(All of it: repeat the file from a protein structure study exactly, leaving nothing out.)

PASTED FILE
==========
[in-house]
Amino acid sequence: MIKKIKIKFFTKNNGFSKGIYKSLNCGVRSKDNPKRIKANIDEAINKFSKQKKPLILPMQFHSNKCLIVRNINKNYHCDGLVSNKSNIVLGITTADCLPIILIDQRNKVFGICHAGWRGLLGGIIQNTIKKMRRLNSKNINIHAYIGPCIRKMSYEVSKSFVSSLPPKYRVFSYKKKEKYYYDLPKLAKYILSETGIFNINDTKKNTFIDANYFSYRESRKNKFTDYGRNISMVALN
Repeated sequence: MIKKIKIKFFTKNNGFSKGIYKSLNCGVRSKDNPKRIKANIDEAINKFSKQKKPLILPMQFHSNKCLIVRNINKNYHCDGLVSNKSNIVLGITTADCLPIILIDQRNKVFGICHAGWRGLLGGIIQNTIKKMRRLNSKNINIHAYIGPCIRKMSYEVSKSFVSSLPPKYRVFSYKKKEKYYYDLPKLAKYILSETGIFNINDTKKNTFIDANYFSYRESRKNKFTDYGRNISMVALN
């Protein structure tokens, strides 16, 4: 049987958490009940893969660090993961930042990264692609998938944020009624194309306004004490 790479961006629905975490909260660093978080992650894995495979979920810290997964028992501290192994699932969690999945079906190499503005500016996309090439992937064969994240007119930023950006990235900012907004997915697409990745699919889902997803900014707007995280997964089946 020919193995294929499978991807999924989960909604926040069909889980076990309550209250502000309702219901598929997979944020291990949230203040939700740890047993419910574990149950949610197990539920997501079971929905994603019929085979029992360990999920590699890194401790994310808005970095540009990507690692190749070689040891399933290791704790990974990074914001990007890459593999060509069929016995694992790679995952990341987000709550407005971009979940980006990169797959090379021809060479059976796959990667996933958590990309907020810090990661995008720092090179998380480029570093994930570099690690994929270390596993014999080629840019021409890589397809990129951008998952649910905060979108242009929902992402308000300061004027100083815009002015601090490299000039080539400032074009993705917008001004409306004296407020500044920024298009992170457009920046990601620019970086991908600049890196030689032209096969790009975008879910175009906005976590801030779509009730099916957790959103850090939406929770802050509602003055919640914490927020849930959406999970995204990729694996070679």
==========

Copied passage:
[in-house]
Amino acid sequence: MIKKIKIKFFTKNNGFSKGIYKSLNCGVRSKDNPKRIKANIDEAINKFSKQKKPLILPMQFHSNKCLIVRNINKNYHCDGLVSNKSNIVLGITTADCLPIILIDQRNKVFGICHAGWRGLLGGIIQNTIKKMRRLNSKNINIHAYIGPCIRKMSYEVSKSFVSSLPPKYRVFSYKKKEKYYYDLPKLAKYILSETGIFNINDTKKNTFIDANYFSYRESRKNKFTDYGRNISMVALN
Repeated sequence: MIKKIKIKFFTKNNGFSKGIYKSLNCGVRSKDNPKRIKANIDEAINKFSKQKKPLILPMQFHSNKCLIVRNINKNYHCDGLVSNKSNIVLGITTADCLPIILIDQRNKVFGICHAGWRGLLGGIIQNTIKKMRRLNSKNINIHAYIGPCIRKMSYEVSKSFVSSLPPKYRVFSYKKKEKYYYDLPKLAKYILSETGIFNINDTKKNTFIDANYFSYRESRKNKFTDYGRNISMVALN
């Protein structure tokens, strides 16, 4: 049987958490009940893969660090993961930042990264692609998938944020009624194309306004004490 790479961006629905975490909260660093978080992650894995495979979920810290997964028992501290192994699932969690999945079906190499503005500016996309090439992937064969994240007119930023950006990235900012907004997915697409990745699919889902997803900014707007995280997964089946 020919193995294929499978991807999924989960909604926040069909889980076990309550209250502000309702219901598929997979944020291990949230203040939700740890047993419910574990149950949610197990539920997501079971929905994603019929085979029992360990999920590699890194401790994310808005970095540009990507690692190749070689040891399933290791704790990974990074914001990007890459593999060509069929016995694992790679995952990341987000709550407005971009979940980006990169797959090379021809060479059976796959990667996933958590990309907020810090990661995008720092090179998380480029570093994930570099690690994929270390596993014999080629840019021409890589397809990129951008998952649910905060979108242009929902992402308000300061004027100083815009002015601090490299000039080539400032074009993705917008001004409306004296407020500044920024298009992170457009920046990601620019970086991908600049890196030689032209096969790009975008879910175009906005976590801030779509009730099916957790959103850090939406929770802050509602003055919640914490927020849930959406999970995204990729694996070679």